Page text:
Who is BADER?

Who is BADER?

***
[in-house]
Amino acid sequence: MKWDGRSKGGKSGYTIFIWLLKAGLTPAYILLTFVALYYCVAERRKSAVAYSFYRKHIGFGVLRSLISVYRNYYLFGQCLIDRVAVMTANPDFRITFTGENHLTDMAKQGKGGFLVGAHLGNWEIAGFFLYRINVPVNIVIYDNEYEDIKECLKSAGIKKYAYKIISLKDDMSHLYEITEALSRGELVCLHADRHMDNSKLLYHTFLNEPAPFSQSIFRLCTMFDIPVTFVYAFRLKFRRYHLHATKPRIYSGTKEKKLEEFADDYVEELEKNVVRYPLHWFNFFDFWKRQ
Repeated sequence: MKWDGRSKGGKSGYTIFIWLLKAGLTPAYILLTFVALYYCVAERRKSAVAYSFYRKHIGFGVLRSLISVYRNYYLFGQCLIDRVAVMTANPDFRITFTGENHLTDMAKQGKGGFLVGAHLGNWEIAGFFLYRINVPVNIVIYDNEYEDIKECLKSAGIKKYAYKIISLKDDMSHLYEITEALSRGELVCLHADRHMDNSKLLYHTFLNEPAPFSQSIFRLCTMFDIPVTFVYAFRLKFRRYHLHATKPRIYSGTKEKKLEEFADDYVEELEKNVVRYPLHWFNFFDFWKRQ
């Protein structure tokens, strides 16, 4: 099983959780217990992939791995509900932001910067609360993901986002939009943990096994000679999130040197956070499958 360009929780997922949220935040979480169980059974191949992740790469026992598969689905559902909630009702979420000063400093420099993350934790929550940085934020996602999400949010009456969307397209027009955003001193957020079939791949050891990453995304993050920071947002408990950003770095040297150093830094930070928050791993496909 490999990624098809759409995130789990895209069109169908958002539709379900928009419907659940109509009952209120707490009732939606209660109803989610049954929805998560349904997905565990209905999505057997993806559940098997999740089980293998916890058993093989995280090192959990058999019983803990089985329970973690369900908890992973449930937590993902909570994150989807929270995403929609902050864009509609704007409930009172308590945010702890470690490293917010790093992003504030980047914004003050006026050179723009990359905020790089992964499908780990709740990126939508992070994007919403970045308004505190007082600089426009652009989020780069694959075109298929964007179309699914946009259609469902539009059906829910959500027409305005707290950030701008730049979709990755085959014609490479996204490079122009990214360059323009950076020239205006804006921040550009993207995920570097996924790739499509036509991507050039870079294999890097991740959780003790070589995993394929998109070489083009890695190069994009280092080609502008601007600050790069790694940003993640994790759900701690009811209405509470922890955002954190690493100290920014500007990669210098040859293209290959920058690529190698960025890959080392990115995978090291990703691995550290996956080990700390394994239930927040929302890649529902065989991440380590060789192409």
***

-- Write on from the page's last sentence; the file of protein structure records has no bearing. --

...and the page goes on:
You probably already have a pretty good idea who we are, if you’ve played around on the website (if you haven’t, well, you’re not allowed to leave until you do!). But we think there is more you might like to know. The BADER Consortium got started a few years ago, in 2011, when the United States Department of Defense gave a $19.5 million award to the University of Delaware, under the leadership of Dr. Steven Stanhope. The vision was to help military treatment facilities working with soldiers injured in combat engage in high-quality, evidence-based research that would truly have an impact on the lives of wounded warriors. Through funding research and facilitating partnerships between military and civilian sites and with private industry, BADER’s goals remain the same today: help wounded warriors live their lives as fully as possible. The name BADER is actually a play on words. It stands for Bridging Advanced Developments for Exceptional Rehabilitation, which is exactly what the Consortium aims to do. But the acronym was actually chosen because of WHO it represents. Sir Douglas Bader was born in 1910, in St. John’s Wood, London. An athlete, Bader won a scholarship at the age of 18 to the Royal Air Force (RAF) College at Cranwell, where he excelled in rugby, shooting, hockey, athletics, boxing and cricket. He showed talent for acrobatics and performed in aerial shows for the RAF. But on December 14, 1931, Bader crashed and ultimately lost both legs. Within six months, he was on prosthetics, walking unaided and determined to fly again. Initially turned down by the RAF when he tried to return, by...